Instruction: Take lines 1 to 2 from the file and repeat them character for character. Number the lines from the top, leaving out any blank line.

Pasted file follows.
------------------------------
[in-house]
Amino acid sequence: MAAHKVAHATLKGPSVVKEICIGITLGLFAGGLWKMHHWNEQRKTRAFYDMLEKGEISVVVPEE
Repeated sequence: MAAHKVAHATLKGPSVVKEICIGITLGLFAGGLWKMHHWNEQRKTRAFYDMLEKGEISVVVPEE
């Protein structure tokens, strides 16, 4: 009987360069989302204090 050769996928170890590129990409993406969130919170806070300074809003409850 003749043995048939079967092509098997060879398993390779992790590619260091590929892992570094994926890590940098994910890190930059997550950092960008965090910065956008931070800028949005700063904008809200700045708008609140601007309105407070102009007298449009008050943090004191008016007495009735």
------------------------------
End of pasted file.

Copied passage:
[in-house]
Amino acid sequence: MAAHKVAHATLKGPSVVKEICIGITLGLFAGGLWKMHHWNEQRKTRAFYDMLEKGEISVVVPEE